A PEMBROKESHIRE artist who designed a red bronze dragon which stands proudly on a new war memorial has seen his creation unveiled in Belgium.

Lee Odishow, originally from Tenby, won the commission for the design, which sits atop a Welsh stone cromlech.

The unveiling ceremony in the Flanders village of Langemark was carried out by Wales’ First Minister, Carwyn Jones.

It is dedicated to all those from Wales who took part in the First World War and is the first national memorial outside Wales.

Lee, aged 31, who now lives near Llanelli, is a former student of Coleg Sir Gar, Carmarthen, where he is now a student mentor.

His six-foot dragon design - chosen by Sculpture Wales from four submissions - was described as ‘fearsome and handsome’ by David Alson, arts director of the Arts Council of Wales.

The dedication and unveiling of the memorial is the culmination of several years campaigning and fundraising by the Welsh Memorial in Flanders Campaign Group, which has had a shortfall of up to £25,000 met by the Welsh Government.

Soil gathered from the summits of Snowdon and Pen y Fan and Yr Ysgwrn - the home of Welsh poet Hedd Wyn, who was killed in the First World War - was placed at the base of the memorial as part of the dedication ceremony.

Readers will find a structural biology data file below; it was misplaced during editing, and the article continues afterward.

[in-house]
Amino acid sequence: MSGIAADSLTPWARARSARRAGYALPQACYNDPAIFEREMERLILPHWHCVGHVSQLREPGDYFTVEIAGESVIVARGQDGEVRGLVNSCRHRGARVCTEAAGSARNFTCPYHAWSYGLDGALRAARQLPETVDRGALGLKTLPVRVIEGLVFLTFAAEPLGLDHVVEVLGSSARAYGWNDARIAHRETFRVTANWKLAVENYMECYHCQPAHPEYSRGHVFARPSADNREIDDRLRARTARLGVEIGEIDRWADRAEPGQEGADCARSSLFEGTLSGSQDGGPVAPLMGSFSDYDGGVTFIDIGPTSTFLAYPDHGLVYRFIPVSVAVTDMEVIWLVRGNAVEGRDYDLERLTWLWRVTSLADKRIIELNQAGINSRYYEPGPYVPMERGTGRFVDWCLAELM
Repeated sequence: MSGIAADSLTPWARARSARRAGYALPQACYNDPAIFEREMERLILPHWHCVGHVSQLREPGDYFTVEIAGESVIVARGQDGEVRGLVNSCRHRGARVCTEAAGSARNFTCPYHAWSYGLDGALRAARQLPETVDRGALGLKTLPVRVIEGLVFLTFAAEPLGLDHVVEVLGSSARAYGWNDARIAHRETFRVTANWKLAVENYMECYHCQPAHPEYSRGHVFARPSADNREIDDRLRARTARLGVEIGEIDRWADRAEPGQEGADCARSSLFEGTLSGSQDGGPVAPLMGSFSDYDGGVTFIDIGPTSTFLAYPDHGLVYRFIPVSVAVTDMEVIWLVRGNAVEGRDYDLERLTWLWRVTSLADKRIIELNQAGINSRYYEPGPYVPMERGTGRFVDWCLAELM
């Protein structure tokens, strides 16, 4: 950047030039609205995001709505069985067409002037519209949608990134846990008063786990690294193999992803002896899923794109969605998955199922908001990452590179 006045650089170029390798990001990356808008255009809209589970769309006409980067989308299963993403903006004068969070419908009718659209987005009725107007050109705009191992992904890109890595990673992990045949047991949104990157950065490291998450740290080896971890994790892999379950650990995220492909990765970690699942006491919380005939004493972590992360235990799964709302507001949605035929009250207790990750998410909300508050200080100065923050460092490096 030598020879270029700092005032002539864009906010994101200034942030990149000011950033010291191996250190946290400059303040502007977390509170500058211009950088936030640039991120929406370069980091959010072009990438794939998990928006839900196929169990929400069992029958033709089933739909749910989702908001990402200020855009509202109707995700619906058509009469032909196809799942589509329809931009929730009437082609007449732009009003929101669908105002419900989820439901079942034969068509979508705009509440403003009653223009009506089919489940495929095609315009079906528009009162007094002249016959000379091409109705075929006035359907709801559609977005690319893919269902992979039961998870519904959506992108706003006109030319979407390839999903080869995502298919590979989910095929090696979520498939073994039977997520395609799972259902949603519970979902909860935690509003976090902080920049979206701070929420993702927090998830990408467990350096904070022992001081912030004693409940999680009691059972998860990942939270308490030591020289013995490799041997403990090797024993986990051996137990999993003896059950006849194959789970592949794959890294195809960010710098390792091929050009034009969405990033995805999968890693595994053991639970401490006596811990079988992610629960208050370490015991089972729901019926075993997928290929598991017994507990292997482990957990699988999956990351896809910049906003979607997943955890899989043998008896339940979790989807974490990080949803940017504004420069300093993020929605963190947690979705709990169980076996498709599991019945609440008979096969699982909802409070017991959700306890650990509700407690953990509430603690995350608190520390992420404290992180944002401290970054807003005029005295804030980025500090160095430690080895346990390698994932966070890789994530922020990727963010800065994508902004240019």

The First Minister also laid a wreath with a hand-written message on behalf of the people of Wales.

Mr Jones said that the memorial was ‘a mark of respect and remembrance for all those from Wales who faced unimaginable adversity here.

“The sacrifices they made and the freedom for which they strived for is why we must continue to pay tribute.”

He congratulates everyone involved in the campaign, and added: “This impressive monument is testament to the enduring need to continue to strive for peace in our own time.”

The ceremony was attended by hundreds of guests, including local residents who hold a monthly remembrance ceremony for soldiers who lost their lives in the area during the First World War, and the Prime Minister’s special representative for the Centenary Commemoration of the First World War, Dr Andrew Munson MP.